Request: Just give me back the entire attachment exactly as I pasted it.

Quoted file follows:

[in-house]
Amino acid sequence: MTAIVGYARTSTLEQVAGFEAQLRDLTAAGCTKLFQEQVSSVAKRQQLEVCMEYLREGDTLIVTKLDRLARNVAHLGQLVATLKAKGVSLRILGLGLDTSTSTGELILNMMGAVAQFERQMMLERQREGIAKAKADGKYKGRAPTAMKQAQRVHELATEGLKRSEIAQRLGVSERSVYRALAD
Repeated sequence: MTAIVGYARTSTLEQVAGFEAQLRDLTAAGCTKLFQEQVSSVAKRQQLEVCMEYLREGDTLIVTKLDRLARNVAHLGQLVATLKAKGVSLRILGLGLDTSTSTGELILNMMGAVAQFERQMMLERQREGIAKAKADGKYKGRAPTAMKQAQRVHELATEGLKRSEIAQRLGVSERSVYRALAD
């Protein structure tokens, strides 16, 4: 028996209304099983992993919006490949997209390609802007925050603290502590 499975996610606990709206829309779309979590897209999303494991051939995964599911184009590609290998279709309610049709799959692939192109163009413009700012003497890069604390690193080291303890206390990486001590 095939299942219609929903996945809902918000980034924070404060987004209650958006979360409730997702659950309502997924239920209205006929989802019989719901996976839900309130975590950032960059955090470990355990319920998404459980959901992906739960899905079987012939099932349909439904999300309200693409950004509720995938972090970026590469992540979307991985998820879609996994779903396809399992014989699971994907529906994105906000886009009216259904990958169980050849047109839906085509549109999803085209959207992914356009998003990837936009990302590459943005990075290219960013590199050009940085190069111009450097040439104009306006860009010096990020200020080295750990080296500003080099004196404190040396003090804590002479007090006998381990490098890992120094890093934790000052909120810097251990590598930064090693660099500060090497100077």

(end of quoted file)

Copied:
[in-house]
Amino acid sequence: MTAIVGYARTSTLEQVAGFEAQLRDLTAAGCTKLFQEQVSSVAKRQQLEVCMEYLREGDTLIVTKLDRLARNVAHLGQLVATLKAKGVSLRILGLGLDTSTSTGELILNMMGAVAQFERQMMLERQREGIAKAKADGKYKGRAPTAMKQAQRVHELATEGLKRSEIAQRLGVSERSVYRALAD
Repeated sequence: MTAIVGYARTSTLEQVAGFEAQLRDLTAAGCTKLFQEQVSSVAKRQQLEVCMEYLREGDTLIVTKLDRLARNVAHLGQLVATLKAKGVSLRILGLGLDTSTSTGELILNMMGAVAQFERQMMLERQREGIAKAKADGKYKGRAPTAMKQAQRVHELATEGLKRSEIAQRLGVSERSVYRALAD
């Protein structure tokens, strides 16, 4: 028996209304099983992993919006490949997209390609802007925050603290502590 499975996610606990709206829309779309979590897209999303494991051939995964599911184009590609290998279709309610049709799959692939192109163009413009700012003497890069604390690193080291303890206390990486001590 095939299942219609929903996945809902918000980034924070404060987004209650958006979360409730997702659950309502997924239920209205006929989802019989719901996976839900309130975590950032960059955090470990355990319920998404459980959901992906739960899905079987012939099932349909439904999300309200693409950004509720995938972090970026590469992540979307991985998820879609996994779903396809399992014989699971994907529906994105906000886009009216259904990958169980050849047109839906085509549109999803085209959207992914356009998003990837936009990302590459943005990075290219960013590199050009940085190069111009450097040439104009306006860009010096990020200020080295750990080296500003080099004196404190040396003090804590002479007090006998381990490098890992120094890093934790000052909120810097251990590598930064090693660099500060090497100077």